Sunday 10 September 2023
CBR15 Book 42: "It Happened One Summer" by Tessa Bailey
Rating: 4 stars
CBR15 Bingo: Relation"ship" (A book about sisterly love, romantic love and featuring large fishing boats)
Apparently, our heroine, Piper Bellinger, is strongly inspired by Alexis Rose in Schitt's Creek, Tessa Bailey wanted her to have her own happy ending. First of all, I'm not really sure I think Alexis was too badly off at the end of the show, just because she wasn't shacked up with a man. Her ending seemed perfectly happy to me - not all HEAs need to involve a romantic partner. No matter what provided the initial inspiration, I'm glad Tessa Bailey wrote this book. I wasn't sure what to expect, but it's a really fun read.
The Piper we meet at the start of the book really hasn't ever had to face any kind of financial hardship, but she also doesn't really have anyone she's close to, except her sister Hannah. The men she dates see her as a vacuous bimbo and she's never really had a romantic relationship last very long. Apart from her sister, she doesn't really have anyone to talk to or confide in, and she seems to move from party to party, with her rich stepfather's money bailing her out of any problem she might encounter. She documents her rather empty life on social media, being very conscious of her public image, and when her latest boyfriend dumps her, she wants to feel relevant, breaks into a hotel's rooftop pool (where she is joined by hundreds of people) and causes a scandal big enough that her stepfather might actually end up losing backers on his current project. He decides that enough is enough, she needs to learn how to live in the real world.
Piper's real dad was a fisherman from the Pacific Northwest, who drowned in a storm when she was only a toddler and her sister was a baby. Their mother has never really told them much about that time, as the memories are very painful to her. It turns out that their dad, as well as being a fisherman, owned a bar in his hometown, and Piper's stepdad is sending her there for three months to see if she can survive in the real world, with a limited budget, having to do her own cooking, cleaning and chores. Hannah, who actually has a job and mostly stays out of the limelight, refuses to let her sister be sent into exile by herself, and insists on coming with her.
The two women are woefully unprepared for what they find in the small town of Westport, Washington. Their father's bar turns out to be more of a shack, where the locals hang out and get drunk between fishing trips. The tiny apartment at the top where they're supposed to live is utterly filthy, full of dust, dirt, and vermin and there isn't even a separate bedroom, just a bunk bed in a corner of the main space.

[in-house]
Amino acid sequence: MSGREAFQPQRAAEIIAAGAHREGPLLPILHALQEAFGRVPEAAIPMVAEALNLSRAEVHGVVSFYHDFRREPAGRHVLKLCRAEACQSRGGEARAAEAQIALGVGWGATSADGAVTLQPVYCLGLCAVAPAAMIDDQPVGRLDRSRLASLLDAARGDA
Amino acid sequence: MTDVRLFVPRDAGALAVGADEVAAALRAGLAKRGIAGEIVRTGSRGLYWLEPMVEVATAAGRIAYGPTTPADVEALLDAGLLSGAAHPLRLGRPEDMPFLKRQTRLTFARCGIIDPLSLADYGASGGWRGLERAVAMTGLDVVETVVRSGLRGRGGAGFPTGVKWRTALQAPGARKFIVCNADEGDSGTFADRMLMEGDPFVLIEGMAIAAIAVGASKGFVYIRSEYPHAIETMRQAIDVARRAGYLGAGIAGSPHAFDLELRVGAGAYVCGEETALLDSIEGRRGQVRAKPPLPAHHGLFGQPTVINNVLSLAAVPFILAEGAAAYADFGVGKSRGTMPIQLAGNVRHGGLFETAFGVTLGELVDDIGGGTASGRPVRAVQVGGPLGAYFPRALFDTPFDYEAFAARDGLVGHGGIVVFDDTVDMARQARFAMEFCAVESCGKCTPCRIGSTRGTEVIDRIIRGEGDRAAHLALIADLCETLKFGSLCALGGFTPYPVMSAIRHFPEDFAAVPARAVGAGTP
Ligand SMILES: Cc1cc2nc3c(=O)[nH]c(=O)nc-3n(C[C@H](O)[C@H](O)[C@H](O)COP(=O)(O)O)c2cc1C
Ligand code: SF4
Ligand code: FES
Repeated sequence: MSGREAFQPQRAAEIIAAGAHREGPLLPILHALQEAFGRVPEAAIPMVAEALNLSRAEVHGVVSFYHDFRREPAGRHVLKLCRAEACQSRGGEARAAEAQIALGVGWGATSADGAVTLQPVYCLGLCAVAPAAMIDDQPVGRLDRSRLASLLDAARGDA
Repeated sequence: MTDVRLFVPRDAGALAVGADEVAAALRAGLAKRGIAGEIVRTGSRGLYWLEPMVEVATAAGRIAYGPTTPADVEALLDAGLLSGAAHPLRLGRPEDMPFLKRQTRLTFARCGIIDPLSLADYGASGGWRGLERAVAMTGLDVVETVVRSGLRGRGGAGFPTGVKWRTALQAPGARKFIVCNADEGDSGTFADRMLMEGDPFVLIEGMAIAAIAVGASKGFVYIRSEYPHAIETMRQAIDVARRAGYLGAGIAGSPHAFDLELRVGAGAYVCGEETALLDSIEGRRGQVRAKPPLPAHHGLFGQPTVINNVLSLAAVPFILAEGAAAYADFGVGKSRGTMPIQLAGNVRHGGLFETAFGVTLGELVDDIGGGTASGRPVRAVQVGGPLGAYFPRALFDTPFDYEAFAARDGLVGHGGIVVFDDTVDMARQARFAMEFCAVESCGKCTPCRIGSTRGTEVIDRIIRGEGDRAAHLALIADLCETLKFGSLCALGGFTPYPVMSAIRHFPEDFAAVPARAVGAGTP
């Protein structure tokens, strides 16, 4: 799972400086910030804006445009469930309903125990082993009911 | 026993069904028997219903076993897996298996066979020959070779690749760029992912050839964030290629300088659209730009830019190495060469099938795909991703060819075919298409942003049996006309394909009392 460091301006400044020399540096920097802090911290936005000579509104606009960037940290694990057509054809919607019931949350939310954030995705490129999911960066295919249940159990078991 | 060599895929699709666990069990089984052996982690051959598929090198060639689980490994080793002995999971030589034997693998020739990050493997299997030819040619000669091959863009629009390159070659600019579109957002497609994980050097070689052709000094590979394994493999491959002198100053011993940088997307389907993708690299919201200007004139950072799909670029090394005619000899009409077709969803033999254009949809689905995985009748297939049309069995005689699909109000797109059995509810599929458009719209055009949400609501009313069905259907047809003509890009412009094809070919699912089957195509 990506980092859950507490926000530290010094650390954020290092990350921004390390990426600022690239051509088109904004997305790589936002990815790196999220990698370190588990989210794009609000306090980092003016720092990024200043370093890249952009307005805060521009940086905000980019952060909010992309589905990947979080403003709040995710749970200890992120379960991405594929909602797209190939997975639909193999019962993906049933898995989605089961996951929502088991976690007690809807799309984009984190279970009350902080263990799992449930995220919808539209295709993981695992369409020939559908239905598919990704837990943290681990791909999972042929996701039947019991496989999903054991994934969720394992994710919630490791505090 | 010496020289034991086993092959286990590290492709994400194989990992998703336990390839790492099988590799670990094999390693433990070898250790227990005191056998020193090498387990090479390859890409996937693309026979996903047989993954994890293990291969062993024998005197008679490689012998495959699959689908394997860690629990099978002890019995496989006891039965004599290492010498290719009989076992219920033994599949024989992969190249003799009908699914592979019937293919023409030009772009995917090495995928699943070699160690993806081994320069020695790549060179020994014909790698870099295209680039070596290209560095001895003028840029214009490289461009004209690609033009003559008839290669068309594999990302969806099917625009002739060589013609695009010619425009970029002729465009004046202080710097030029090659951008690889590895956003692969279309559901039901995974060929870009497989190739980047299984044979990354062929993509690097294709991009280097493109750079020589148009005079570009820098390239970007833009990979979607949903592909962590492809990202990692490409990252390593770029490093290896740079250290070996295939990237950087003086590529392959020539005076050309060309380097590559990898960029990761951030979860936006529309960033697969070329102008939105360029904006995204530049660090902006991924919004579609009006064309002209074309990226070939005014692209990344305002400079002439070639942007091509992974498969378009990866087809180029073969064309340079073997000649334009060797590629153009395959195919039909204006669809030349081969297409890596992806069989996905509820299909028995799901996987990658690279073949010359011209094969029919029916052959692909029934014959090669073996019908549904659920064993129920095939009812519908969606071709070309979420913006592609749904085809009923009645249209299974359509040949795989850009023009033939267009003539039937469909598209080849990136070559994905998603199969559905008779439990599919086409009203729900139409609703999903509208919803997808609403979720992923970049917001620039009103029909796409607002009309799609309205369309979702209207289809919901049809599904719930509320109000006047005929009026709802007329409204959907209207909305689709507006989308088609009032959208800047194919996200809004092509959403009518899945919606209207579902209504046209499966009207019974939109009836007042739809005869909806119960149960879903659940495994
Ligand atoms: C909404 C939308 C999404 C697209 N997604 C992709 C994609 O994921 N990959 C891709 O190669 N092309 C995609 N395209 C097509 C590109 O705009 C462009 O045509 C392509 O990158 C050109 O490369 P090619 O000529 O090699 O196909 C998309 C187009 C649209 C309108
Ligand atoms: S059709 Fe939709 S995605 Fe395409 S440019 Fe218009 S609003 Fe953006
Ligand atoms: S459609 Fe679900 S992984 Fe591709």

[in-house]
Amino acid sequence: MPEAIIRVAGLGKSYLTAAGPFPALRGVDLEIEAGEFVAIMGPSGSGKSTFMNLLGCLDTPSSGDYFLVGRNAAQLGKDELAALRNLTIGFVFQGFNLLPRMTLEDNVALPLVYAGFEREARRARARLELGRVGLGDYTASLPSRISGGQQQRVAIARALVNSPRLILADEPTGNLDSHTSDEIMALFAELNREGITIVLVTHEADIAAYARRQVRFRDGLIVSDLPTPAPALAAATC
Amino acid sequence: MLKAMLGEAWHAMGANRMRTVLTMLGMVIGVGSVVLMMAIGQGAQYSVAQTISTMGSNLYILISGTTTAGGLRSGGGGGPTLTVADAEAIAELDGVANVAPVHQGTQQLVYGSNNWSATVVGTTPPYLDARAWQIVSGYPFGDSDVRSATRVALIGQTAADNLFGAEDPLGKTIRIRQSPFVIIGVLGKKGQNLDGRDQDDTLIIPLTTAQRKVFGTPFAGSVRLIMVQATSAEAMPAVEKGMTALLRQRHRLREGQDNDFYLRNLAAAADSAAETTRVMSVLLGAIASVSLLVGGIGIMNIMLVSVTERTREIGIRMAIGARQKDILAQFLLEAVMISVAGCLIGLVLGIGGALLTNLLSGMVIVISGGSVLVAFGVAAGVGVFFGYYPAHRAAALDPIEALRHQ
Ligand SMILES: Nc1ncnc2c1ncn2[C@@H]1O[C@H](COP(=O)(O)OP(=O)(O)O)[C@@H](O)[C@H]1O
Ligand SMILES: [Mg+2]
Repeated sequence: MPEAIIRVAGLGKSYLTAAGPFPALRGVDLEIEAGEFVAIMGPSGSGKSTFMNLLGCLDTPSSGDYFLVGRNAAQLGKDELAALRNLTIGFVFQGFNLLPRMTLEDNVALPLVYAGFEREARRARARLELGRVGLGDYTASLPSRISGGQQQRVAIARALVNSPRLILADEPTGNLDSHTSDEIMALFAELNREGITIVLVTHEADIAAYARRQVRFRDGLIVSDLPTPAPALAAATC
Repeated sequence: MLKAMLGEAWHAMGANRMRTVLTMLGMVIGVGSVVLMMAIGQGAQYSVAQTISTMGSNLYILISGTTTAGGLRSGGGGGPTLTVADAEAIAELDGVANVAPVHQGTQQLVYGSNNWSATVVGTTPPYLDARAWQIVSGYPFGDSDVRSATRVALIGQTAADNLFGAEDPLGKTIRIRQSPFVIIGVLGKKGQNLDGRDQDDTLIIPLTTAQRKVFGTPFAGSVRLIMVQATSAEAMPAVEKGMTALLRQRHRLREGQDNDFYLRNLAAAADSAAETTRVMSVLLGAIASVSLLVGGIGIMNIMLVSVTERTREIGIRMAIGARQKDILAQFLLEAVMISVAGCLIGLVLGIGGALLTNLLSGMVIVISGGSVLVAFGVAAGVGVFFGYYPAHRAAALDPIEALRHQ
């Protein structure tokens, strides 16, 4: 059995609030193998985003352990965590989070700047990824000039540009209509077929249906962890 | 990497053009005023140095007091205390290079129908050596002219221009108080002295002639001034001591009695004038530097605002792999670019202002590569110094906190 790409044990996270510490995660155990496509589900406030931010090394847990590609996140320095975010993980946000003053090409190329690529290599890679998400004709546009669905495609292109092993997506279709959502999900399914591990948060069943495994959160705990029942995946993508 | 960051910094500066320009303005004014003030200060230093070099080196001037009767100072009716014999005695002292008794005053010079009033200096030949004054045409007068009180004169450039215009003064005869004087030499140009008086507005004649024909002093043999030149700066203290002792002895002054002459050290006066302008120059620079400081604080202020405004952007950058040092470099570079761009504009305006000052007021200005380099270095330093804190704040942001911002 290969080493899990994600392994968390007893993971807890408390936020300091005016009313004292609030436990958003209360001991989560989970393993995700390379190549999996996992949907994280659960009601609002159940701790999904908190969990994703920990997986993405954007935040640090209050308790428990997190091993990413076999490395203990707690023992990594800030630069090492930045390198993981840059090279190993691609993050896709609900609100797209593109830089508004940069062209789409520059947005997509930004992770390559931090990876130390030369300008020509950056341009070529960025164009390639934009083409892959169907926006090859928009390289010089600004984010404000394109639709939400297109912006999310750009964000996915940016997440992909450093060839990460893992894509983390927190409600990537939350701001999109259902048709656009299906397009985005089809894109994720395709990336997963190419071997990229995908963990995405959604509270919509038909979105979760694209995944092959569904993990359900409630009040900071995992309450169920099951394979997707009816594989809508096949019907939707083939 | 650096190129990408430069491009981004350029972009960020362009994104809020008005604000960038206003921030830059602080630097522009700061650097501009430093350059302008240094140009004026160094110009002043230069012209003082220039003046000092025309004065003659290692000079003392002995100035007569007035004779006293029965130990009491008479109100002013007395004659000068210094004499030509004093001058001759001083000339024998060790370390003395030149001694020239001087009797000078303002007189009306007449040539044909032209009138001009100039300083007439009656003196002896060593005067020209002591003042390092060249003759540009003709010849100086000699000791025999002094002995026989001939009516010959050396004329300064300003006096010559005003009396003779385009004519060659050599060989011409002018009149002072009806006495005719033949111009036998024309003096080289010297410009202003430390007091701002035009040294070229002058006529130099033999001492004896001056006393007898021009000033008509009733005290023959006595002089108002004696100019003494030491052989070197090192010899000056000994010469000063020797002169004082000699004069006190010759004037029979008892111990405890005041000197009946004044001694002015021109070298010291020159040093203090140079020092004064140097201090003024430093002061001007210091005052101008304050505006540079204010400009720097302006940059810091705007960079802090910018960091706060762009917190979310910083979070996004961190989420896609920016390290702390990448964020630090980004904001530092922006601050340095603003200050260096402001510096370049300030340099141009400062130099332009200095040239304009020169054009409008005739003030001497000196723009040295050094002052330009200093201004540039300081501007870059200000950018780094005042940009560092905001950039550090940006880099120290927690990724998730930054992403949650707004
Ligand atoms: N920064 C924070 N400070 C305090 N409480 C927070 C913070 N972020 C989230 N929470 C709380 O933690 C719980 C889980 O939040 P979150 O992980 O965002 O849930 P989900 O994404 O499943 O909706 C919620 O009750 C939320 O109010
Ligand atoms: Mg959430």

Brendan Taggert is a successful crab fisherman in Westport. His wife died seven years ago, but he still wears his wedding ring, as he feels her memory deserves it. Like the other locals, he's absolutely baffled when he sees the Bellinger sisters arrive, especially Piper, in her couture outfits, looking as out of place as a peacock would in a muddy field. Initially, Brendan underestimates Piper and her sister, not believing for a second that they'll be able to survive in the rough quarters available to them, and an incident where Piper causes a fire on one of her first nights, trying to cook for Hannah, seems to prove him right.
Piper and Hannah are determined to prove their stepfather wrong, however, and since they're stuck in Westport, they do their best to make their run-down apartment cozy and livable. They also emerge on a project to turn the run-down shack into an actual bar, in part to prove to their stepdad that they can achieve something concrete, but later as a way to make a proper memorial for their dad. In Westport, they meet their grandmother for the first time, and their openness and kindness make them a lot of unlikely friends. Before he knows it, Brendan is completely smitten with Piper, who clearly returns his attraction. However, Piper isn't really intending to stay in Westport any longer than the three months her stepdad has demanded and is also very aware of her mother's warnings about falling for fishermen. Their mother never got over the heartbreak of losing their father and admonished her daughters before they left that fishermen are frequently very handsome and charismatic, but live very dangerous lives and might have much shorter life expectancies than other men.
It won't surprise anyone that obviously Piper and Brendan find a way to make their relationship work, but the road there is paved with storms, misunderstandings, ultimatums, and some pretty spectacular "take me back" groveling. It also has a section that brought to mind one of my favourite articles from the much-missed The Toast ever: Things I've Learned About Heterosexual Female Desire from Decades of Reading. Brendan isn't stupid, and he doesn't quite build Piper a bed of oak and devotion, but he certainly takes on a major construction project for her, showing off his impressive muscles while building.
There's clearly a follow-up romance teased between Hannah, Piper's music-loving sister, and Fox, Brendan's first mate, who clearly sleeps around a lot but I have no doubt will become staunchly monogamous if Hannah just gets over her very unrequited crush on the film director she works for (who is deeply unworthy of her, obviously). Based on this book, I'm already looking forward to the sequel.
Judging a book by its cover: Another animated cover, but at least the little drawn people look mostly like the characters they're supposed to be. Romantic heroes with beards exist in romance, but seem to be few and far between, and you certainly don't see their beards frequently on the covers. So kudos for that, I guess.
Crossposted on Cannonball Read.